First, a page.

By: Motoko Rich
This article by education reporter Motoko Rich was first published in the online edition of the New York Times on February 9, 2013. As educators we are following this story closely. How should the federal government hold states accountable for students’ academic progress? Should the federal government set education parameters for the states or should states have more flexibility to determine their own standards?
As Congress contemplates rewriting No Child Left Behind, President George W. Bush’s signature education law, legislators will tussle over a vision of how the federal government should hold states and schools accountable for students’ academic progress.
Mark Humphrey/Associated Press
Senator Lamar Alexander, Republican of Tennessee, says the states should be allowed to set their own public school policies.
At a Senate education committee hearing on Thursday to discusswaivers to states on some provisions of the law, Senator Lamar Alexander, Republican of Tennessee, forcefully urged the federal government to get out of the way.
“We only give you 10 percent of your money,” said Mr. Alexander, pressing John B. King Jr., the education commissioner for New York State. “Why do I have to come from the mountains of Tennessee to tell New York that’s good for you?”
Dr. King argued that the federal government needed to set “a few clear, bright-line parameters” to protect students, especially vulnerable groups among the poor, minorities and the disabled.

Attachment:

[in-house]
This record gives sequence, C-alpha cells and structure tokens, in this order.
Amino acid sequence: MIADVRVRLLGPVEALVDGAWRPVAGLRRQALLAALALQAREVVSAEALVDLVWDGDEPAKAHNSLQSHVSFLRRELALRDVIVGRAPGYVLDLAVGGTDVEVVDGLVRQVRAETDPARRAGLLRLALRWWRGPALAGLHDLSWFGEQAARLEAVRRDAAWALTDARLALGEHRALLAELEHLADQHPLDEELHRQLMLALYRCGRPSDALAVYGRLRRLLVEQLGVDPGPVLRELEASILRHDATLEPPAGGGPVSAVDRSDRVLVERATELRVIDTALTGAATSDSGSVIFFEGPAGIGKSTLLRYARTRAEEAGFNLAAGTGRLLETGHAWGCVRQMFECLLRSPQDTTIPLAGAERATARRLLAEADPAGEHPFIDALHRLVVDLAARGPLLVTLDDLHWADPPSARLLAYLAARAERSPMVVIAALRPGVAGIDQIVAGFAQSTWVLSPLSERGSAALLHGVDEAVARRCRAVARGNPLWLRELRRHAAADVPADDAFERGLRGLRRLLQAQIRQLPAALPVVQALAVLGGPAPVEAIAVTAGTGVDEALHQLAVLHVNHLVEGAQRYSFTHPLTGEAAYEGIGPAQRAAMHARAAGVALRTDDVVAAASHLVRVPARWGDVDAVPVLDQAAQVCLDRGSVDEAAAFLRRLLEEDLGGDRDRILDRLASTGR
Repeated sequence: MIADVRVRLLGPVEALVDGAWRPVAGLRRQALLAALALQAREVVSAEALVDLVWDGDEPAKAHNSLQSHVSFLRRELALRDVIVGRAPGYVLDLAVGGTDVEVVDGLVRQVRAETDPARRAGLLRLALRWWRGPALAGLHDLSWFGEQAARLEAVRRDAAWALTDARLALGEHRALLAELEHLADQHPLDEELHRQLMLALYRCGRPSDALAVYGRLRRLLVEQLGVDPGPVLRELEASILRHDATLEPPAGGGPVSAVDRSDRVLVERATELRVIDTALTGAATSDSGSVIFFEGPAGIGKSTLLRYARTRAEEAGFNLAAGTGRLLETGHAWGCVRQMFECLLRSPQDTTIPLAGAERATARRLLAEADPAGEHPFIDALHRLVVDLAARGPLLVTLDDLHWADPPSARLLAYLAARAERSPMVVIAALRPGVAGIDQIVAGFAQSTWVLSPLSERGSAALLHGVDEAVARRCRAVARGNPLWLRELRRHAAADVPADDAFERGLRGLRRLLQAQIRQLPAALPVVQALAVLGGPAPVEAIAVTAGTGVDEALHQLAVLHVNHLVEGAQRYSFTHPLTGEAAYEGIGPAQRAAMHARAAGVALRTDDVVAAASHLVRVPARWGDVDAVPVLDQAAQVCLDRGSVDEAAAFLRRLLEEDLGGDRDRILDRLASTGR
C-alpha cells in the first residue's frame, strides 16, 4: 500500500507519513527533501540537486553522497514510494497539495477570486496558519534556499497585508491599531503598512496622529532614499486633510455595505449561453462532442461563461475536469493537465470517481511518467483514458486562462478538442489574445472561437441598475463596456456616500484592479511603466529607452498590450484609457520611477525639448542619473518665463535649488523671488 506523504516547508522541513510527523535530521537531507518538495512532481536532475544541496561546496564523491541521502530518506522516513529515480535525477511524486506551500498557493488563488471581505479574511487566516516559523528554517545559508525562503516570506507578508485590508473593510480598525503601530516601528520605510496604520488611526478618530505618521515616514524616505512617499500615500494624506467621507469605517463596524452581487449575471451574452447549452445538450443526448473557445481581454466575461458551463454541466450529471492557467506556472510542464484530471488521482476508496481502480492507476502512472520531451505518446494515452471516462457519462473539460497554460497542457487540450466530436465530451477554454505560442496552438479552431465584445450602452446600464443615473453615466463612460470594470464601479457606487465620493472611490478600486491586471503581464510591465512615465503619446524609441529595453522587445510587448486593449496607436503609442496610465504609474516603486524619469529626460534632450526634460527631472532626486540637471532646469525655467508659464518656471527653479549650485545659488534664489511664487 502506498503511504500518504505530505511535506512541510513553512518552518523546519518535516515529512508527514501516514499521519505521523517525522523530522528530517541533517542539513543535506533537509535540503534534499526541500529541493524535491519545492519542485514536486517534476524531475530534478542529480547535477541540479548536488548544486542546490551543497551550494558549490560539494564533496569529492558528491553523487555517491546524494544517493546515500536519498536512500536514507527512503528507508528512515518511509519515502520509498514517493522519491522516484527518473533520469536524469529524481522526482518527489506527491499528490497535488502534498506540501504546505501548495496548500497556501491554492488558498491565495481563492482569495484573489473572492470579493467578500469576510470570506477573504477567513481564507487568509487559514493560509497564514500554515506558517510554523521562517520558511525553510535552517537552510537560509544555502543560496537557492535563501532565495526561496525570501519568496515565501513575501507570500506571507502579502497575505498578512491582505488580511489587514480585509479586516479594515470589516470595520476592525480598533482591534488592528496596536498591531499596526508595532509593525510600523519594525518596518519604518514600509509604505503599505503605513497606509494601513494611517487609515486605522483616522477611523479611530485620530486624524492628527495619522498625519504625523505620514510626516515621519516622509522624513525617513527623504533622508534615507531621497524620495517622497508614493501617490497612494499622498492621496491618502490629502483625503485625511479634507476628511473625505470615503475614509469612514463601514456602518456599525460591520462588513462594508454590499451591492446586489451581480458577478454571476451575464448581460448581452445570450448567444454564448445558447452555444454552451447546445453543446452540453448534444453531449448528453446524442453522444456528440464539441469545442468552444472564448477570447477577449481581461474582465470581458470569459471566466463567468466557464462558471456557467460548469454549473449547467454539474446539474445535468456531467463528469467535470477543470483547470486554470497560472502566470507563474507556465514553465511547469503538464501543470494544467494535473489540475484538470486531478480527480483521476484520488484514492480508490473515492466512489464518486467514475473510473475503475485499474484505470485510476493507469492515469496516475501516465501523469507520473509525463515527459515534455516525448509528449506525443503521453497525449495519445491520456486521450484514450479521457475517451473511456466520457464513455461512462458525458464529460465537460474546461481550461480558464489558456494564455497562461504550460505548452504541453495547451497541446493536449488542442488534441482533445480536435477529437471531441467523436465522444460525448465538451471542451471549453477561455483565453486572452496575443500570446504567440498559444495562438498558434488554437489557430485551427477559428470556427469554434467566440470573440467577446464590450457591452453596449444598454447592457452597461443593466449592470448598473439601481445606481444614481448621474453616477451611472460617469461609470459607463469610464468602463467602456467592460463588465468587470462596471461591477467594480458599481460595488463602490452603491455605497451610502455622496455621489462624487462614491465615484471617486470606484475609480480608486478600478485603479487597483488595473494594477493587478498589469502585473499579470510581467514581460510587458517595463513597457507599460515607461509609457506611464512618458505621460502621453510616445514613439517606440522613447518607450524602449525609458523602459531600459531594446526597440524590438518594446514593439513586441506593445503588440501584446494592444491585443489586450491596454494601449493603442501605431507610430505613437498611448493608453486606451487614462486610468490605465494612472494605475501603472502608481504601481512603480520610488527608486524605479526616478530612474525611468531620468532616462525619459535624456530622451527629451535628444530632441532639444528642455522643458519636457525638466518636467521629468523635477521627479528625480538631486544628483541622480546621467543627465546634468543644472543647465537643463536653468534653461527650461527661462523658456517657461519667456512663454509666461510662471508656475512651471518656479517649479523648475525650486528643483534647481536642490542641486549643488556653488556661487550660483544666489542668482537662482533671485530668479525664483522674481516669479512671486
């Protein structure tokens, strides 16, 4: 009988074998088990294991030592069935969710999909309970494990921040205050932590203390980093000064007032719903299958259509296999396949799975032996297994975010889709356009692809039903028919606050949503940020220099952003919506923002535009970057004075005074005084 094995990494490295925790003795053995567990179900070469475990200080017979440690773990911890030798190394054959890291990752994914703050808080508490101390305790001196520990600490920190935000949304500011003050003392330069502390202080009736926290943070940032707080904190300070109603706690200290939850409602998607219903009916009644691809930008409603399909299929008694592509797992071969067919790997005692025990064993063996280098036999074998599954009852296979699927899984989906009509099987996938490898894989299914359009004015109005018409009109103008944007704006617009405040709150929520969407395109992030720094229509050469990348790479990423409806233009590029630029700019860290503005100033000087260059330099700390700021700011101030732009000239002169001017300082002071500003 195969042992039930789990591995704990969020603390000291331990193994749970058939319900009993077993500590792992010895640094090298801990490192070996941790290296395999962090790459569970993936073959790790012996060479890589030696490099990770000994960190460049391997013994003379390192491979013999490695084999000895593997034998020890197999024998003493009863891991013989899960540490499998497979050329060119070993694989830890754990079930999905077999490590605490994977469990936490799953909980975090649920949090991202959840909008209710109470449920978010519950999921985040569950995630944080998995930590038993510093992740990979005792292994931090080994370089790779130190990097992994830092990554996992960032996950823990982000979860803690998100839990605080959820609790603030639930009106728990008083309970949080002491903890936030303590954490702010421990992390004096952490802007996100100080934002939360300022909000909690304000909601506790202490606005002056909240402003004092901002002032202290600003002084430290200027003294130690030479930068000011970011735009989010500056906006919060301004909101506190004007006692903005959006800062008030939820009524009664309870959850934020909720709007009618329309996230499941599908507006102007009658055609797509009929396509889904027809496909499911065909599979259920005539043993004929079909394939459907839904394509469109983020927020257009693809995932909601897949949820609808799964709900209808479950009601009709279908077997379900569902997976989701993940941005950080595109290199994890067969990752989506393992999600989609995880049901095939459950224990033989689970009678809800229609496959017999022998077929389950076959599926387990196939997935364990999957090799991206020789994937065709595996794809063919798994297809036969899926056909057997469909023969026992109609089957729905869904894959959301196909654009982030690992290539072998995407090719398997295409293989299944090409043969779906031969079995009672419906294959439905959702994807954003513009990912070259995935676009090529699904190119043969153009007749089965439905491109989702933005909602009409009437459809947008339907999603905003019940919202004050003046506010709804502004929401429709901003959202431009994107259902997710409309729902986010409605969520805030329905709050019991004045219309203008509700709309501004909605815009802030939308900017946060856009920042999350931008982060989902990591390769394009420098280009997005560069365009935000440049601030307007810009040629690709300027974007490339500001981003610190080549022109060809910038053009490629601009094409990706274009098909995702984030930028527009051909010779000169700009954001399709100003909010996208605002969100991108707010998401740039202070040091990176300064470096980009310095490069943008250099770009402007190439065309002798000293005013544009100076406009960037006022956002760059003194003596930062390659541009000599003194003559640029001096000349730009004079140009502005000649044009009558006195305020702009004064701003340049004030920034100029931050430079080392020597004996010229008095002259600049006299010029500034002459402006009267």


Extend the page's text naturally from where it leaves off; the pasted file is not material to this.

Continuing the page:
“It’s important to set the right floor around accountability,” Dr. King said.
Despite repeated efforts over the last five years, Congress has failed to reauthorize the Elementary and Secondary Act, the law that governs all public schools that receive federal financing. The No Child version, passed in 2001, provoked controversy by holding schools responsible for student performance on standardized tests, dubbing schools that do not meet targets failures and requiring strict interventions like the replacement of a school’s entire teaching staff.
Since early last year, the Obama administration has granted waivers to 34 states and the District of Columbia, relieving them from what many argued was the law’s most unrealistic goal: making all students proficient in math and reading by 2014. In exchange, the administration has demanded that the states raise curriculum standards and develop rigorous teacher evaluations tied in part to student performance on standardized tests.
Critics have argued that the Obama administration has been too prescriptive in these waiver requirements, and that a new education law should leave most decisions about schooling up to states and districts.
Dictating education policy from Washington can engender unintended consequences. At the Senate hearing, Education Secretary Arne Duncan noted that 19 states had “dummied down standards” under the No Child Left Behind law. Critics also say the law has compelled educators to teach to the tests and set off a spate of cheating scandals.
In addition, huge gaps remain between the performance of poor and minority children and more affluent and white children. And while some states have raised scores on reading and math tests, others have shown little progress.